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know that “ the gates of hell shall not prevail against the Church of Chrift;" but it depends

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curately ascertain which they are. What is the time from which we are to consider it as fallen and divided ? This is a needful previous question. Is not the division of the Roman power into the Eastern and Western parts of the Román empire fignified in the terms legs (of the image) being two? And, in this case, are we not to look for five of the toes in the East and five in the West? [Or, rather, “ supposing the feet to be the divided empire, the ten toes must belong to both parts of it: we are not, therefore, con. fined to the Western empire for the ten kingdoms.”. Vide Hist. Int. of Prophecy, vol. i. p. 331.] “ Wherefore is it, that these remains of the Roman and preceding empires are to be broken in pieces? It is because they will in the end contend with him by whom kings reign and princes decree justice.” It is because they will be deceived and deluded by the great adversary, and unite with him to contend with heaven and to make war with the faints. But, thanks be to God, the kingdoms of this world will not be all destroyed ; but, by the execution of the great judgements of God upon the destroyers of the Earth, they will be converted and preserved. For, in proportion as it speaks bitter things against those who do so, in like proportion it speaks confolation to those who are of an opposite character; and, therefore, there is good hope that those who fear and worship God, and highly praise his word and his truth, that those who acknowledge him to be the King of kings and Lord of lords, and pray for the establidhment of his kingdom upon earth, “ Thy kingdom come! Thy will be done on earth as it is in Heaven !" will be preserved from surrounding unbelief, delusion, impiety, and destruction. We may rest assured, that great as may be the sufferings of the world when these remains of the four great empires will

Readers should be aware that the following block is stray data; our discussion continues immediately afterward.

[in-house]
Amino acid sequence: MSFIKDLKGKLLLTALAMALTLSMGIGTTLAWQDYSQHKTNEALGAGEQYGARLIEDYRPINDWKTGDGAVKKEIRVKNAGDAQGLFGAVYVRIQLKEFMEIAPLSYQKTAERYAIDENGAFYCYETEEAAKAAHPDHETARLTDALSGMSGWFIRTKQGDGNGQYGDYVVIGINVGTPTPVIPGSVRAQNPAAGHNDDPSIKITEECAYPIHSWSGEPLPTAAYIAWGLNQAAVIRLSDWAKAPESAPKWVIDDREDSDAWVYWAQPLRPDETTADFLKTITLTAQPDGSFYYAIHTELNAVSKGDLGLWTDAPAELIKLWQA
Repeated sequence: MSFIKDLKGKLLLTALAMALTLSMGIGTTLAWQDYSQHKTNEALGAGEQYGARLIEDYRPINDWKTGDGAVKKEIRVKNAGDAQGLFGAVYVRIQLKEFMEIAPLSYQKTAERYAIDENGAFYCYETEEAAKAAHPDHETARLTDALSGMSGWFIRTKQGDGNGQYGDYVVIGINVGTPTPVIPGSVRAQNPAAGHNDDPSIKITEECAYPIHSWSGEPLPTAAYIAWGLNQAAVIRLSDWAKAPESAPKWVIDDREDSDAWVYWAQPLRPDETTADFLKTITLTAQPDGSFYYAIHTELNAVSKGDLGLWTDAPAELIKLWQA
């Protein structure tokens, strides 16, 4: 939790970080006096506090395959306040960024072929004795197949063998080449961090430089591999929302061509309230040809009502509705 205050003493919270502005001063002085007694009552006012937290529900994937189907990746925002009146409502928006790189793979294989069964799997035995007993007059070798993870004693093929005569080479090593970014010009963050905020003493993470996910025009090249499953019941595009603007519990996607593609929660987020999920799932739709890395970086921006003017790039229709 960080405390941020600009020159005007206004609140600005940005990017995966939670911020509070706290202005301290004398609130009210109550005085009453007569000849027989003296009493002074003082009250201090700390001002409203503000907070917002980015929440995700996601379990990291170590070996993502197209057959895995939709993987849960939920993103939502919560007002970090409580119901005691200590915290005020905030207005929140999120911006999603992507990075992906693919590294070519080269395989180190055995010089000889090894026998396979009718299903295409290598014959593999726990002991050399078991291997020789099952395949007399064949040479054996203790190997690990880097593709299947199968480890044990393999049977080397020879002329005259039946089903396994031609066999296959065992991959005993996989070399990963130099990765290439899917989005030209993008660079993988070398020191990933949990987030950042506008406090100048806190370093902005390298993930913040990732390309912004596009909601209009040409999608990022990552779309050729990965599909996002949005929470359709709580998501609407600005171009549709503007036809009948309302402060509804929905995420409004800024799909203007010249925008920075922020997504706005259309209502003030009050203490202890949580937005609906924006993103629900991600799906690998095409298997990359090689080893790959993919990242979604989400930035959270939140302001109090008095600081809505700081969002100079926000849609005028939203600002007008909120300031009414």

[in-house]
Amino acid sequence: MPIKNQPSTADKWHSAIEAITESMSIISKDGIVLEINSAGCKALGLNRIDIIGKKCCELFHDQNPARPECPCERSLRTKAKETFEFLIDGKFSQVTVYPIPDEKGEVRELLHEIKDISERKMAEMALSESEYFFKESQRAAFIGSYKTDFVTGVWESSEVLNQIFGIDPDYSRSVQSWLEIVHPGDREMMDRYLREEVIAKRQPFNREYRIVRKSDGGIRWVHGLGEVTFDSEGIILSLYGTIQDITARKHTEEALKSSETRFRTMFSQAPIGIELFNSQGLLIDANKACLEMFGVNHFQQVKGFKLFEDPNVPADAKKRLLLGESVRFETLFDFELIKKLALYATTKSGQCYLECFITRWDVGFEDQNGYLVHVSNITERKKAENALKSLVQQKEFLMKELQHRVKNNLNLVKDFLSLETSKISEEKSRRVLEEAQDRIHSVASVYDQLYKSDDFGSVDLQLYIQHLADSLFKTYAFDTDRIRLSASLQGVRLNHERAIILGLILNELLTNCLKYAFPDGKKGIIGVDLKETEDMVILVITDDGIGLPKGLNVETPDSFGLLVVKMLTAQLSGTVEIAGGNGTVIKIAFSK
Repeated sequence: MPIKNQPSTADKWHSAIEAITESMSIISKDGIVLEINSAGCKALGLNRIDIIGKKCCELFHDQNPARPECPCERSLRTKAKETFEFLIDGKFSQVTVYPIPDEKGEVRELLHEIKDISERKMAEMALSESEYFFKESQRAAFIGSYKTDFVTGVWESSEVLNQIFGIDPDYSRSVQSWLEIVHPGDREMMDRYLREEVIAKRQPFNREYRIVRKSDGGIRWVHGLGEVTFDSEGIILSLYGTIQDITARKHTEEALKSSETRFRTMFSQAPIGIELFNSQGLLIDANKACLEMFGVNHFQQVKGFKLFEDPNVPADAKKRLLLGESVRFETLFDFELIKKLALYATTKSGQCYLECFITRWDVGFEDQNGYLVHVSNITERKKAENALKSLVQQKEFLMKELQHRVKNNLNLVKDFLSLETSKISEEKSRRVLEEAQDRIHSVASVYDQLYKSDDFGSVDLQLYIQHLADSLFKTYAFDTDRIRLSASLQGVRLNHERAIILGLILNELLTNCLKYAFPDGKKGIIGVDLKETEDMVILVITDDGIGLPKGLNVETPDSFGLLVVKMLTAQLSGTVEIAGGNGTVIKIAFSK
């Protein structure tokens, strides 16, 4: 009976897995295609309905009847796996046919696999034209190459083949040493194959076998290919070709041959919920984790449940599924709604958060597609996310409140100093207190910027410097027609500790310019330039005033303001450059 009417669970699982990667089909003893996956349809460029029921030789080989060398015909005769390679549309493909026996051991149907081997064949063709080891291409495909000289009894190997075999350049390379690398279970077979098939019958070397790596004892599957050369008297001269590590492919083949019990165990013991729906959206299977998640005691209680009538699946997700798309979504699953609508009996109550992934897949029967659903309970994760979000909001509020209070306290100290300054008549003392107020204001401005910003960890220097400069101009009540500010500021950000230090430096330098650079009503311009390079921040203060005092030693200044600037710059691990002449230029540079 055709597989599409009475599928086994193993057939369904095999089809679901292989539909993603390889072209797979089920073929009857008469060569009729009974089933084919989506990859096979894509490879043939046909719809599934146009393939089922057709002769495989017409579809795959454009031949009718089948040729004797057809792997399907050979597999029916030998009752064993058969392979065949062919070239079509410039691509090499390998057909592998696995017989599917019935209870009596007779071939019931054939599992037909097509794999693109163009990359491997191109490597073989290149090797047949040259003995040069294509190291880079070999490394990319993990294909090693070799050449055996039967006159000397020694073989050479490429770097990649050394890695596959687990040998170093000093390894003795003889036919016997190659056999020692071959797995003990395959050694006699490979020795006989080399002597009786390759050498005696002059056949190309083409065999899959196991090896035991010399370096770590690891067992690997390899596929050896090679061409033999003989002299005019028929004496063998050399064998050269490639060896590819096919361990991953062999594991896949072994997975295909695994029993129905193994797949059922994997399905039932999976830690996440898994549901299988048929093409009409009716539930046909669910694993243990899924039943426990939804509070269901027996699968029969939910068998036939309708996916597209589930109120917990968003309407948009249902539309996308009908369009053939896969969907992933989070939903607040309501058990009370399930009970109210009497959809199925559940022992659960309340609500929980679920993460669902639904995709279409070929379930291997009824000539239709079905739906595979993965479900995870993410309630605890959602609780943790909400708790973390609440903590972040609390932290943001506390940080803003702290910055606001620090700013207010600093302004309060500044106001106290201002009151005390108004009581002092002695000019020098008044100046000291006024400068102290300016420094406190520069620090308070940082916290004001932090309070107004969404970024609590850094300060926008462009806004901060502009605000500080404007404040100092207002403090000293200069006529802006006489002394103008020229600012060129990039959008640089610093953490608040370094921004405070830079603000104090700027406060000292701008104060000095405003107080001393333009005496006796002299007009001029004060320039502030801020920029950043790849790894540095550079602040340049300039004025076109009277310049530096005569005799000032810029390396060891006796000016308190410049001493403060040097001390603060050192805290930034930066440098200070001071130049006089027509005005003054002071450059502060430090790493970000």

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upon ourselves whether we be thought worthy to retain fo great a blessing. We know that

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be broken to pieces, yet those kingdoms and people who fear God and serve him will be preserved and rewarded, And, if there are states and kingdoms to be preserved, by God giving them wisdom to avoid the snares into which others fall, why may we not hope that our kingdom will be one of them ? Can the encouragement of this hope do us any harm ? Is there any harm in giving way to the hope that we, as a nation, are not a part of that empire which muft be broken in pieces? We, no doubt, are as yet only one of “the kingdoms of this world;" but the time will come when the “ kingdoms of this world will become the kingdoms of our Lord and of his Chrift.” May we not hope, at least, that we shall in time become so ? There are: many materials of this kingdom of our Lord, we trust, scattered in all parts of this kingdom. But possibly it may be faid, that hape without any foundation is worse than none.

What then is the foundation of our hope that we are not one of the ten kingdoms described in the book of Daniel, and the Revelation of St. John? In the first place I form some hope from the want of agreement and precision in those who have taken it to be one of them. Bishop Newton takes his account of these ten kingdoms in the eighth century, and he not only considers the Britons as one, but the Saxons as another. Sir Isaac Newton confiders the Britons as one, but does not mention the Saxons, Machiavel considers the Saxons and Angles in Britain united, as one of the ten. Mr. Mede canfiders the Britons and the Saxons in Britain as distinct, consequently as two of these kingdoms. Bishop Lloyd enumerates the Saxonis in the list (but he does not mention them as Saxons in Britain), and he omits the Britons. Here is, it is true, a variety of evidence, but the misfortune, or rather the com

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“ in every temptation God maketh a way to escape," and that “ He that is for us, is